Last weekend, the movie Bully opened in select theaters around the country, and already the film is generating conversation, buzz and controversy among communities.
First rated R for its language and then toned down to PG-13, the movie follows five different kids throughout a school year as they endure different aspects of bullying and share their stories. Two families struggle to come to terms with a child’s suicide, the fallout of repeated bullying. Another mother wrestles with her 14-year-old daughter’s incarceration after the girl brought a gun on a school bus. The movie provides a realistic glimpse into classrooms, cafeterias, playgrounds and the offices of school administration and brings to the table this very pressing and timely subject.
Statistics show that 18 million kids around the country are bullied each year. Though kids have no doubt been bullied since the beginning of time, the issue seems more prevalent these days.
Celebrities like Ellen Degeneres frequently discuss it and talk about being kind to our peers, while other big name figures engage in anti-bullying campaigns to put a stop to these senseless acts. Bullying, we’ve learned, isn’t just the “kid beating up another kid on the playground” scenario, but can also come in the form of verbal abuse, such as a child being perpetually taunted every day in class.
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Then there’s also the issue of Cyberbullying, which has gained just as much attention with kids cruelly crushing their peers on Facebook and other social media sites. Many bullying victims hide their scars from their parents until, as in the case of several tragedies, it’s too late. And a few parents, like the mother in the movie, find themselves on the other end of the spectrum, wondering how they could have been so blind to their child’s bullying behavior.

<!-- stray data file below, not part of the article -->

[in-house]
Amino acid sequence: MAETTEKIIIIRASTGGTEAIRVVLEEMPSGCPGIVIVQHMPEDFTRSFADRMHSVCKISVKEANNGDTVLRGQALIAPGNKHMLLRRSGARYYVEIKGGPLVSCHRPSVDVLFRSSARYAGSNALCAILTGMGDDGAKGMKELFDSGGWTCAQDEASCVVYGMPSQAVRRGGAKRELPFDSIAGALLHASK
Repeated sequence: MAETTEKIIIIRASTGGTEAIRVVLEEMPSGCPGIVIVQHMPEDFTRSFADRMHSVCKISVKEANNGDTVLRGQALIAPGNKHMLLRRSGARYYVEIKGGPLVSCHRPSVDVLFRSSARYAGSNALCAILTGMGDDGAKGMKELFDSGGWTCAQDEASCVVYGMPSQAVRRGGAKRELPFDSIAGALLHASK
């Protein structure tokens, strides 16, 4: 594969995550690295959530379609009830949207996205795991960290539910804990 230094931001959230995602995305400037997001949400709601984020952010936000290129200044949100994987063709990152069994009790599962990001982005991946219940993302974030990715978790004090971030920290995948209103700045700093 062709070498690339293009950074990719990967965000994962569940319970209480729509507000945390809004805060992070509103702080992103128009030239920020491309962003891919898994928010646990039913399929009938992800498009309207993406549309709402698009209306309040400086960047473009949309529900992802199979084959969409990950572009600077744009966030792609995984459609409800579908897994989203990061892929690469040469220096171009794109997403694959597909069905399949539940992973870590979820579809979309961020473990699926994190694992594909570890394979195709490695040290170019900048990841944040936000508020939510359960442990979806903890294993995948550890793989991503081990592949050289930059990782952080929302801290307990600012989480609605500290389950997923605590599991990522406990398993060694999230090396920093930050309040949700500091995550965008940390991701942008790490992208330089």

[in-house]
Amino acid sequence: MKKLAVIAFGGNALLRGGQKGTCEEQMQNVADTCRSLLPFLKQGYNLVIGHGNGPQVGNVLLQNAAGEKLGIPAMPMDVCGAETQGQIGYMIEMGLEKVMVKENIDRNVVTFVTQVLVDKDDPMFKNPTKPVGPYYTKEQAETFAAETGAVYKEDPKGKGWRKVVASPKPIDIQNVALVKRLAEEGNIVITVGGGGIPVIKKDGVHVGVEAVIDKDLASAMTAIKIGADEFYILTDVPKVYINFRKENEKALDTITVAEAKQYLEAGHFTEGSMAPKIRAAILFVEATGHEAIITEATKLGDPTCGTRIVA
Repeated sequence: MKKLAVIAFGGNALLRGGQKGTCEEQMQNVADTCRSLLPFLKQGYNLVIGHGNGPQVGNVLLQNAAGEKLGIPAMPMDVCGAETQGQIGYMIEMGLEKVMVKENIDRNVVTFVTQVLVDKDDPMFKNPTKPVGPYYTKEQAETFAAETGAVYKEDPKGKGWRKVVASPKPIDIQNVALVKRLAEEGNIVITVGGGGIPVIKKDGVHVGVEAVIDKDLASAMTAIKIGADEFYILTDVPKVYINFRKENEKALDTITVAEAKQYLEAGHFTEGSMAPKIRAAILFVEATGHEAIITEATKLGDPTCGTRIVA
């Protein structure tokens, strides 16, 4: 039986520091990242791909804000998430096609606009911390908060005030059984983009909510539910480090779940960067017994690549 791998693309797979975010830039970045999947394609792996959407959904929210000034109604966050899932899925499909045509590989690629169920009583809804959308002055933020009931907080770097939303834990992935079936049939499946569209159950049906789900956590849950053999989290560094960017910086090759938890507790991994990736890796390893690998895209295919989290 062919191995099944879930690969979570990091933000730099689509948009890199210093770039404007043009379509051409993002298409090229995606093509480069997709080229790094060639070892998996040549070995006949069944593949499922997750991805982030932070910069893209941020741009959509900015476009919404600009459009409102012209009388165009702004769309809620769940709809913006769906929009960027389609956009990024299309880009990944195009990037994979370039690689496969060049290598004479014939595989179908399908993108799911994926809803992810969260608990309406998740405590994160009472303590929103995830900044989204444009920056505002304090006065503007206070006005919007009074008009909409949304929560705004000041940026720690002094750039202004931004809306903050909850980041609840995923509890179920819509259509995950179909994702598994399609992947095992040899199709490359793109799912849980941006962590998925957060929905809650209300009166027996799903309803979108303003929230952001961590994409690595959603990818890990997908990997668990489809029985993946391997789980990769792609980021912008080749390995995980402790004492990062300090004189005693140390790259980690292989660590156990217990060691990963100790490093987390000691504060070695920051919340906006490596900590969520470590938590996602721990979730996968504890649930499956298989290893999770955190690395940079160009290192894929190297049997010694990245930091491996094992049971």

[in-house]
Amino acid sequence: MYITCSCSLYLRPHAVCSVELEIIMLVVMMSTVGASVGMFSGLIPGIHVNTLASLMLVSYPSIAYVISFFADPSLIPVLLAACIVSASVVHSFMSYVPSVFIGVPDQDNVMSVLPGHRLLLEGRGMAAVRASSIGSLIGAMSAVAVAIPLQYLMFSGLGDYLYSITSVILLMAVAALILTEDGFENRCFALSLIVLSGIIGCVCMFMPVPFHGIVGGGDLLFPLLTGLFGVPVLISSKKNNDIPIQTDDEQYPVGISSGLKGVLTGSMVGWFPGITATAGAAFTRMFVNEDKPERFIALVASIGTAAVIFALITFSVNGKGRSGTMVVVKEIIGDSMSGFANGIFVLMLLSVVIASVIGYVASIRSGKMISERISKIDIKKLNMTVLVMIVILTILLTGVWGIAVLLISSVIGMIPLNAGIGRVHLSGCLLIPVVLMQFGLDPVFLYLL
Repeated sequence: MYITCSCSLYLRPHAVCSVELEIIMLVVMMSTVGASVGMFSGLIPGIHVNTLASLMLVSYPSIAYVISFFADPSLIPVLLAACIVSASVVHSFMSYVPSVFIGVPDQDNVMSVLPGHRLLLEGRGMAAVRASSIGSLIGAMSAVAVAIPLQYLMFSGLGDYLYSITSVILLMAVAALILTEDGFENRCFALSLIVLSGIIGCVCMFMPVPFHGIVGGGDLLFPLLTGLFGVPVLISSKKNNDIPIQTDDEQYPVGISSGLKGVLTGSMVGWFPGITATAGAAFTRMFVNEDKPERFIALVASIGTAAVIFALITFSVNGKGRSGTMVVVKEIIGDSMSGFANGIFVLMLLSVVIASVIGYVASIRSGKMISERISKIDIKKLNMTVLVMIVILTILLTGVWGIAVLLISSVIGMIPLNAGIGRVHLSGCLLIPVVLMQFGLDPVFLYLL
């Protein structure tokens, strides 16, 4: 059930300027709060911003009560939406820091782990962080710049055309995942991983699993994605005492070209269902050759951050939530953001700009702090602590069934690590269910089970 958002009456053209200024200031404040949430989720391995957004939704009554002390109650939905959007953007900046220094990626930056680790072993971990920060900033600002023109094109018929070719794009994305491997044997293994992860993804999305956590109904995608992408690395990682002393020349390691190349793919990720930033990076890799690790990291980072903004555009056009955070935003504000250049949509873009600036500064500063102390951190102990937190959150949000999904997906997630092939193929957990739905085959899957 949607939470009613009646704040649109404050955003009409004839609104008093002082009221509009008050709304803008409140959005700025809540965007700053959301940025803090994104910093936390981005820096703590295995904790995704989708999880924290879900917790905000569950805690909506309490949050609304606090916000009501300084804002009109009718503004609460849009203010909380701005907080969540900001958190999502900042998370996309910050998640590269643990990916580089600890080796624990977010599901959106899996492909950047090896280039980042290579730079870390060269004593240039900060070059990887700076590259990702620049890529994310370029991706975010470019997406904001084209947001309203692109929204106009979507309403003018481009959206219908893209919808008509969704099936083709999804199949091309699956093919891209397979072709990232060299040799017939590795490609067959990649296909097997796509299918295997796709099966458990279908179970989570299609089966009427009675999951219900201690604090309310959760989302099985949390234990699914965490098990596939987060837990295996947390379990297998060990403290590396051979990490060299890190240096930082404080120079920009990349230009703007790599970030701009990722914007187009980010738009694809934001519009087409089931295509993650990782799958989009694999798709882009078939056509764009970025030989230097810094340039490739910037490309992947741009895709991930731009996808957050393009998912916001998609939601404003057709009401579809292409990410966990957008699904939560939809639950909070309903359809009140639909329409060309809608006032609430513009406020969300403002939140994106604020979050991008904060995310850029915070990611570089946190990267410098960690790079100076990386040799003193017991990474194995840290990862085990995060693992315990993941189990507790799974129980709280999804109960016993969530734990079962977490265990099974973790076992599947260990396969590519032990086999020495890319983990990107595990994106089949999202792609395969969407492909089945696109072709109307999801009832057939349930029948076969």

One thing is for sure: bullying is no joke, and I’m glad movies like Bully are addressing it so candidly.
Growing up, my mother always said to me, “A bully is someone who doesn’t feel good about himself so he makes other people feel bad.” I remembered this through the years, even as I entered into junior high and was taunted in the halls for being too short. But the words stung and stuck with me into adulthood, and though I never took a beating physically, the hurt remained just the same.
As a mother myself now, I stick with my motto that “Hurt people hurt.” Bullies are hurt kids crying out for attention, but in the wake of their actions, they hurt others as well. Some of those kids go on to hurt their peers, continuing the vicious cycle, while others, like those in the movie, tragically look for a way out by ending their lives.
So while anti-bullying campaigns and movies like Bully are a good start, I still believe we have to get to the root of the issue: Why do kids hurt other kids? Are they hurting at home? Are they lonely? Are they angry? Are they struggling in school? There’s usually more going on beyond those hardened eyes, slumped shoulders and ugly glares.
Moms, have your kids ever been a victim of bullying? What did you do, how did you handle it?
On the other end, have you ever discovered your child was the bully? Were you able to remedy the situation?
And went it comes to this subject, do you think schools are doing enough to address it? Will you go see the movie Bully and discuss it with your kids?